"I'm trying to get into the swing of the proper marketing schedule," said Gaby Basora. "I'm unrecognizable to myself, marching to the beat of the industry drummer."
Basora laughed, but she wasn't entirely joking. Since launching her line, Tucker by Gaby Basora, at Barneys New York in March 2006, the former stylist who has become known as "the loose fitting peasant blouse girl" (her words) has gone on to watch her label become something of a cult phenomenon, with industry insiders and fashionable girls across America snapping up her smocked-neck tops and dresses like they were going out of style. Which they most certainly are not.
In fact, it's the inherent timelessness of her signature garments that helped propel the laid-back mother-of-three into the situation in which she currently finds herself. Thrilled by her overnight success (Tucker is now carried in more than 60 stores nationwide, including Intermix, Scoop and Ron Herman), but more than a little baffled by the speed at which the line took off, Basora has gone from making tops and dresses as a hobby to designing a full-on collection in the space of 12 months.
"Going into a showroom was a nice motivation to work on new shapes," Basora told The Fashion Informer when we stopped by to check out her new midtown digs, a cluttered work space she shares with jewelry designer Alyssa Norton and VPL's Victoria Bartlett. "I'm always inspired to design things that I would want to wear or because I like a shape for myself."
To wit: a slim smocked tunic, which is decidedly more streamlined than the original Tucker dress (now simply referred to in-house as "The Dress") and a spaghetti strapped camisole that has the same versatility Basora demands from all of her creations. "You can tuck it in, you can leave it out, you can put a belt on it or adjust the neck so it's straight or more gathered, it can be lowered in the front, lowered in the back," she recited while doing all of the above with a printed red cami she up for demonstration purposes. "It's a totally different body [than The Dress], but it does have the same vibe that you can dress it up or dress it down so it can be as precious or not precious as you want it to be," she added. "It's all about finding a cut that's really flattering and beautiful on but that looks effortless."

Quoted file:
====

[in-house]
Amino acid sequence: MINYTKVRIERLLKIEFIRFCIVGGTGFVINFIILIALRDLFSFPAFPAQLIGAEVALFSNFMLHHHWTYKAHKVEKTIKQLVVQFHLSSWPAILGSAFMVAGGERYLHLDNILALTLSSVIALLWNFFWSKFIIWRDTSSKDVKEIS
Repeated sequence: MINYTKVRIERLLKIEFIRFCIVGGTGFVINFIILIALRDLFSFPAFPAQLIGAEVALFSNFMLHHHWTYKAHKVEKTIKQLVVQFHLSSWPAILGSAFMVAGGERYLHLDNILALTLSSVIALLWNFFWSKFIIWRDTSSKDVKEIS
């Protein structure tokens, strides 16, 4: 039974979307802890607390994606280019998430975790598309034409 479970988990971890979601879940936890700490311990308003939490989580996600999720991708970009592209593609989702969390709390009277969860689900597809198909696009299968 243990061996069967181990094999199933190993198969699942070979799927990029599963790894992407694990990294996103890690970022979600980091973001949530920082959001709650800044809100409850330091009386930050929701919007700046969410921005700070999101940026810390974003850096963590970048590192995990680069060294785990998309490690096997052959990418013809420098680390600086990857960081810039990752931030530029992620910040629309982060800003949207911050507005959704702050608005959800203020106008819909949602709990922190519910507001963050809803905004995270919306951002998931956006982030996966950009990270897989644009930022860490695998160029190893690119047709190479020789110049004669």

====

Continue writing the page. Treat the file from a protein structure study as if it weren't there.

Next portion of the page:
The thirtysomething Basora also has an affinity for the shapes and styles of the 1970s, as can be seen in the high-waisted pants, disco dolly skirts, va-va-va-voom jumpsuit, hippie-haute Henley and scoop neck vest she introduced for spring and fall, all of which pair very nicely with the blouse version of The Dress, thankyouverymuch. "A lot of the pieces are complimentary to the original Tucker blouse," she said. "Whether it's the wool crepe jumpsuit or the little vest, which allows you to wear the blouse in the winter and the pretty things about it don't get lost under a cardigan or sweater."
Basora has begun developing her own prints and fabrics in-house ("My hope is that by spring '08, all of the prints will be my own"), and plans to work with Norton on a few limited-edition pieces, such as a strappy dress that would incorporate Norton's jewelry as the cording. "We are absolutely intent on doing a collaboration," she said.
Now that she's got the designing and delivery dates thing down, Basora also wants to open her own store in the not-too-distant future, which would allow her to recapture a bit of the instant gratification she's had to give up in light of her recent success. "The exciting part of this is when you come up with an idea, have a sample made and the sample looks great," she explained. "You just want to be doing it now. But you have to save them for the appropriate selling season, which is kind of a letdown, creatively. I'd love to take a handful of bodies that are really great and produce them immediately, in small runs, to sell in my own store."
But whether she opens a boutique this year or next, it's clear that the pint-sized brunette is in it for the long haul - though she still sounds starry eyed when talking about her trajectory. "It's really funny because when I first started I just made something for myself that I liked, and I didn't really know that it was gonna translate out into so many different shapes and bodies. I see it on different people and it takes on a different life on everybody."
Basora paused and offered up a huge, beatific grin. "It's pretty exciting to watch it all unfold."
To learn more about Tucker by Gaby Basora, visit www.tuckerbygabybasora.com.
Studio photos © The Fashion Informer. Still shots courtesy of Tucker by Gaby Basora.